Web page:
A group of professional bank robbers start to feel the heat from police when they unknowingly leave a clue at their latest heist, while both sides attempt to find balance between their personal and their professional lives.
A mentally unstable veteran works as a nighttime taxi driver in New York City, where the perceived decadence and sleaze fuels his urge for violent action, while attempting to liberate a twelve-year-old prostitute.
Robert De Niro,
Based upon a real-life story that happened in the early seventies in which the Chase Manhattan Bank in Gravesend, Brooklyn, was held siege by a bank robber determined to steal enough money for his male lover to undergo a sex change operation. On a hot summer afternoon, the First Savings Bank of Brooklyn is held up by Sonny and Sal, two down-and-out characters. Although the bank manager and female tellers agree not to interfere with the robbery, Sonny finds that there's actually nothing much to steal, as most of the cash has been picked up for the day. Sonny then gets an unexpected phone call from Police Captain Moretti, who tells him the place is surrounded by the city's entire police force. Having few options under the circumstances, Sonny nervously bargains with Moretti, demanding safe escort to the airport and a plane out of the country in return for the bank employees' safety. Written by
The robbery should have taken 10 minutes. 4 hours later, the bank was like a circus sideshow. 8 hours later, it was the hottest thing on live T.V. 12 hours later, it was all history. And it's all true See more »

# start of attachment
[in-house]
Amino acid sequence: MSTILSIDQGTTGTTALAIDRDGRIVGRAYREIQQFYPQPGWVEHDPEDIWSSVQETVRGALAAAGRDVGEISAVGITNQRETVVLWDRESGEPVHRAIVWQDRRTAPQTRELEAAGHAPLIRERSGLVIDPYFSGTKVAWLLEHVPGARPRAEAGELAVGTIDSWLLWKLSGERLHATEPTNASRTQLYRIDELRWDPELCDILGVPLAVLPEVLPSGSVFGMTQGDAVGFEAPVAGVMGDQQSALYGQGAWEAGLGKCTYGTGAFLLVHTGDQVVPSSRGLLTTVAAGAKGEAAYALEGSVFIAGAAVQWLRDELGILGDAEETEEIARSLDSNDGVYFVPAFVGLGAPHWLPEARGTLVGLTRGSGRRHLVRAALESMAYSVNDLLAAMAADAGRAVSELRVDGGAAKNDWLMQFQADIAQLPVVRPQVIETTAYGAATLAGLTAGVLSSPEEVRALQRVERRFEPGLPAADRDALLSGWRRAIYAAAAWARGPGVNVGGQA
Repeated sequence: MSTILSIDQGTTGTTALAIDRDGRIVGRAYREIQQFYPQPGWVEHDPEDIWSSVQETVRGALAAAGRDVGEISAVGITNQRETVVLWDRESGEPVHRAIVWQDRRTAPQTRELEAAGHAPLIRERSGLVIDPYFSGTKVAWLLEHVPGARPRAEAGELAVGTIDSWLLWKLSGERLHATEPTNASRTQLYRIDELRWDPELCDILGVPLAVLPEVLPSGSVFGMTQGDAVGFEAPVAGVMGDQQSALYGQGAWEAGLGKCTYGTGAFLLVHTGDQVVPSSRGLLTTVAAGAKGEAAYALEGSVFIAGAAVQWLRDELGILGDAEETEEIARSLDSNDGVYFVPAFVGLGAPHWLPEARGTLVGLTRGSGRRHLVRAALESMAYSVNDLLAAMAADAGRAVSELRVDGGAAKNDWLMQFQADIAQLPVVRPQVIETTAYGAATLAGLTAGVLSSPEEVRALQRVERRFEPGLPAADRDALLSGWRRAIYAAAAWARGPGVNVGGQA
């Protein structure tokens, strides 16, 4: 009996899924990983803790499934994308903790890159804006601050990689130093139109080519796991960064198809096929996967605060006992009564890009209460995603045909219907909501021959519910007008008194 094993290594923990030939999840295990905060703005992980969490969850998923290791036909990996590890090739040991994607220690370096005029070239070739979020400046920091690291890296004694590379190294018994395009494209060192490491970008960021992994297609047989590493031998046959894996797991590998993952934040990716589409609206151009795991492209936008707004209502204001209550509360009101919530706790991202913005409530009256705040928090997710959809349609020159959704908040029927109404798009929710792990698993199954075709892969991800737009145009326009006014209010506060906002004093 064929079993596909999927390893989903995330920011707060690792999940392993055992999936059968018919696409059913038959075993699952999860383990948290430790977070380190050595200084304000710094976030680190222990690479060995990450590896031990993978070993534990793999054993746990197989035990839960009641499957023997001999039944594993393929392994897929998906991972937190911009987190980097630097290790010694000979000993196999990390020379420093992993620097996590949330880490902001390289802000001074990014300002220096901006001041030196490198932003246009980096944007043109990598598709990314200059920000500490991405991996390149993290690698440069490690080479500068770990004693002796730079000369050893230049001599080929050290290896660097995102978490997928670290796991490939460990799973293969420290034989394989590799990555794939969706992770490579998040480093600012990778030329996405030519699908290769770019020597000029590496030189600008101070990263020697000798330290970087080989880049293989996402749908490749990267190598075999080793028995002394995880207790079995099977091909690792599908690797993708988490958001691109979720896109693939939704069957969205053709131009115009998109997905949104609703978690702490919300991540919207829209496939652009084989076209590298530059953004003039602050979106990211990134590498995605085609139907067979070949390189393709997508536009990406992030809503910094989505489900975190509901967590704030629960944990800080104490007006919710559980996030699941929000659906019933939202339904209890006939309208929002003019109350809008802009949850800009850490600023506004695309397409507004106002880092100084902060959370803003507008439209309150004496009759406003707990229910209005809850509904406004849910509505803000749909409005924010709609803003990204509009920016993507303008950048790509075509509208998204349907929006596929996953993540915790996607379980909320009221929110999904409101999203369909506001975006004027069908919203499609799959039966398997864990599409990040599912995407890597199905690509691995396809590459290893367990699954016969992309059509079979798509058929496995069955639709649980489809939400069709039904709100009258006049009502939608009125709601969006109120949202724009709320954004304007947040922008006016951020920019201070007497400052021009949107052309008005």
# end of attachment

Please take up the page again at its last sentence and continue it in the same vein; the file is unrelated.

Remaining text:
Sidney Lumet made Al Pacino do the phone conversation with Leon a second time even though his first take was perfect. Lumet's reasoning was because he saw how much the scene took out of his actor and he wanted Pacino to look exhausted, as the character had been holed up in a bank, and a highly stressful situation, all day. See more »
When Sonny is having the tellers empty the money from the cash drawers, one of the teller's name signs says "Maria Sandora." When the telephone rings and the scene cuts to the manager and back to the tellers, the sign has disappeared. After the camera cuts to a different view of Sonny and the tellers walking to the next window, the sign is no longer where it was but is now located at this next teller window. After this, as the camera angles cut back and forth, the scene was obviously filmed at different times because the items on top of the counter are in different order and do not always appear in all shots. See more »
You! Manager! Fucker! Don't get any ideas, you hear?
Believe me, I'm on your side on this one!
Yeah, my side, shit!
Look, there are young ladies, here. You could watch your language, you know!
I speak what I feel. "Watch my language". Empty the drawer out!
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Opening credits prologue: What you are about to see is true - It happened in Brooklyn, New York on August 22, 1972. See more »
I've seen this movie and for me it's Al Pacino at his best! The movie has a very simple premise, two guys rob a bank, but everything that can go wrong does. In the beginning the women who work in the bank are afraid, but once the situation escalates into a sideshow, some the women become comfortable with the situation. Basically, the entire movie is in the bank and all types of comedy and drama surrounds it. This is Al Pacino early in his career and for anyone who hasn't seen the movie, I definitely recommend it. Just keep in mind between all the madness you see in the film that this is a true story, and very entertaining!
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